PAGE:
American Economic Review
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Опубликовано на портале: 06-02-2003John Maurice Clark American Economic Review. 1940. Vol. 30. No. 2. P. 241-56.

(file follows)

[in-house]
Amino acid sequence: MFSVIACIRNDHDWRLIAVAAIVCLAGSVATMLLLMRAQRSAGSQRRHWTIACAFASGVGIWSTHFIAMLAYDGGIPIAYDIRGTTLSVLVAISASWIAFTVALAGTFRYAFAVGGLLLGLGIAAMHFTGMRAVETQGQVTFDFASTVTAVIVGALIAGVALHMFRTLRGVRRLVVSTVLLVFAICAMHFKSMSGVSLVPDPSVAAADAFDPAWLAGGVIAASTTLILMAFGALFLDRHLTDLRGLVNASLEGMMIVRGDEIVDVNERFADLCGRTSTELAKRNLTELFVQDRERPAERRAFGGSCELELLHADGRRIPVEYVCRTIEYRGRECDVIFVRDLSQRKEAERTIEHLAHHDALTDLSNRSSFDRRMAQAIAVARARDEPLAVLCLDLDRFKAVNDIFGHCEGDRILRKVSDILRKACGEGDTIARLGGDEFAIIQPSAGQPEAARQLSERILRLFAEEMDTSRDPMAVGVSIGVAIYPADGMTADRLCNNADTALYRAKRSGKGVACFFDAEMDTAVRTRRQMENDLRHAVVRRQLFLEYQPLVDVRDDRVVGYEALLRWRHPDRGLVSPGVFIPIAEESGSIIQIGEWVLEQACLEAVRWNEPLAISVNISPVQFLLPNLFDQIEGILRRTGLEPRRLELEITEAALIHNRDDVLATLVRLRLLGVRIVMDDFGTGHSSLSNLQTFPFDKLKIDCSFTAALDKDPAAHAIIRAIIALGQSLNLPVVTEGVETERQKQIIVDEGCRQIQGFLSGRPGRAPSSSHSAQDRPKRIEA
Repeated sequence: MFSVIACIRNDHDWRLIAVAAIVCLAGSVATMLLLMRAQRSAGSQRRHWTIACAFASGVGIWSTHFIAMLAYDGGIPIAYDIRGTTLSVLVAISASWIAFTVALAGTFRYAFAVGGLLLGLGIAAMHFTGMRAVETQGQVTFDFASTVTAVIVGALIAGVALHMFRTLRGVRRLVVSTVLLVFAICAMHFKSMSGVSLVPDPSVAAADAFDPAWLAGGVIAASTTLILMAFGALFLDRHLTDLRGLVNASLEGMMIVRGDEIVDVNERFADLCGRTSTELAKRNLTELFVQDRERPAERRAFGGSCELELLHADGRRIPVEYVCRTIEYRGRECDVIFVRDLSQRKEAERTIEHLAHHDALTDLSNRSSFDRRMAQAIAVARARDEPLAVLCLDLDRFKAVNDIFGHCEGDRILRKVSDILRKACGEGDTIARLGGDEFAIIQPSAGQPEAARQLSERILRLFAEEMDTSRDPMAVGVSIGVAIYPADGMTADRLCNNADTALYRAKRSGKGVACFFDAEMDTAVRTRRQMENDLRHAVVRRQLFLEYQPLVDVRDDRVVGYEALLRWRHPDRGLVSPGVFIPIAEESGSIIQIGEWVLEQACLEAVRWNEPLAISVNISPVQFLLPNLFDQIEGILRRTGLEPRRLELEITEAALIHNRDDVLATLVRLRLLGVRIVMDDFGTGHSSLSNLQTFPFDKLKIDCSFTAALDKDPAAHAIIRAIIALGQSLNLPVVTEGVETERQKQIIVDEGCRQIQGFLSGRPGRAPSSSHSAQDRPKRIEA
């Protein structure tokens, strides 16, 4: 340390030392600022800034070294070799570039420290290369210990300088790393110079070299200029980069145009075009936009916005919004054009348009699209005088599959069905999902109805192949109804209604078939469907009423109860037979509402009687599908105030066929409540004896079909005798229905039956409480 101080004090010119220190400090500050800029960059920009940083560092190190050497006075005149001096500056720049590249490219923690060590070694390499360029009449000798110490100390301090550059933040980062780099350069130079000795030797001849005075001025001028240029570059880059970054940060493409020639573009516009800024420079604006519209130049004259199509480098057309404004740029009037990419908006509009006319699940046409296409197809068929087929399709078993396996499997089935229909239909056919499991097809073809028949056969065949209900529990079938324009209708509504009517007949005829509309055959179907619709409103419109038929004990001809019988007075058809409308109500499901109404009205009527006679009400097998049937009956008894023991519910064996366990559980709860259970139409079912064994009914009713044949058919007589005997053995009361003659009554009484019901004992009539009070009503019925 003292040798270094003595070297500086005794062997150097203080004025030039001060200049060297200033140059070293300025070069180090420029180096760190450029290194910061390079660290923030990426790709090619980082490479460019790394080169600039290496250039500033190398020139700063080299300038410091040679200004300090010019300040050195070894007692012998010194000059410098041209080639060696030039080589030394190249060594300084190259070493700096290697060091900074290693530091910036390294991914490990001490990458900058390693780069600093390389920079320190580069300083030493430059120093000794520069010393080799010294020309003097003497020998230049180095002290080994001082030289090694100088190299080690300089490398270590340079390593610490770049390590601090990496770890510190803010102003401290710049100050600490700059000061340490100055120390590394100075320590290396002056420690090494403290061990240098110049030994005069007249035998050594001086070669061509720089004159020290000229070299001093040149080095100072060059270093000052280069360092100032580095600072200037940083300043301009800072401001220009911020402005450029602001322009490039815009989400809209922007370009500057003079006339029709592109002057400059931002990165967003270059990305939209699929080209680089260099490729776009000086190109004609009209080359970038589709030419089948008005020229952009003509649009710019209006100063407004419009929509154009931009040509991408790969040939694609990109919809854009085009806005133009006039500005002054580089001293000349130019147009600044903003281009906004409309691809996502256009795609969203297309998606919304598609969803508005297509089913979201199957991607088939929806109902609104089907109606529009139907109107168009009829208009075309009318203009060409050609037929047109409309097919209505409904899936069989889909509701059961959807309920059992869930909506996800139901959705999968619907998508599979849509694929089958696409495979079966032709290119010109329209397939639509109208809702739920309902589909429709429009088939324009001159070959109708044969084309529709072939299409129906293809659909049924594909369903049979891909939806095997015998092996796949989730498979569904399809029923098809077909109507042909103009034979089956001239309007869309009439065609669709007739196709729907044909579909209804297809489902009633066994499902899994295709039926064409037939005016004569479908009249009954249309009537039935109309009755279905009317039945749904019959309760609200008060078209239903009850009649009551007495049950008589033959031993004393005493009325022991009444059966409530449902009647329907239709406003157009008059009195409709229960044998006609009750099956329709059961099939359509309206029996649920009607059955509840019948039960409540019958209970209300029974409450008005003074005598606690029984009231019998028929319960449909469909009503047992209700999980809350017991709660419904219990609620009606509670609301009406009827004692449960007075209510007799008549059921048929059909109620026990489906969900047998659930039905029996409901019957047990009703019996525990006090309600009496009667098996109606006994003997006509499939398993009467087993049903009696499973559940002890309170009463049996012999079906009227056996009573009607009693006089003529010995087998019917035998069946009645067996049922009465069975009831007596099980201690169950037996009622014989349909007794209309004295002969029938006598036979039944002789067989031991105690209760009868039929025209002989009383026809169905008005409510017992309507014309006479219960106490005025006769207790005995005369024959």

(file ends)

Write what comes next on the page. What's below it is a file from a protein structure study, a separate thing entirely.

The paper of which this is an enlarged and revised version was read at a joint Round Table of the American Economic Association and the Econometric Society, during the meetings at Philadelphia, December, 1939. Where one of the conditions of perfect competition is absent, the presence of others may lead to greater rather than less imperfection. Long-run curves of individual demand and cost are flatter than commonly represented, and the imperfections of competition correspondingly less. Industry subject to fluctuating demand requires prices in excess of short-run marginal cost. Favorable conditions appear to include a sloping individual demand curve, and some uncertainty whether a reduction of price will be promptly met. With standardized products, a chaotic market tends toward ruinous competition. Pure oligopoly is seldom found; the important case being that of openly-quoted prices with varying amounts of deviations on actual sales. Standard products with sloping individual demand curves are also possible. While extreme quality differentials approach monopoly, more moderate ones may be workably competitive, especially with further growth of closer substitutes and better knowledge of qualities on the part of buyers.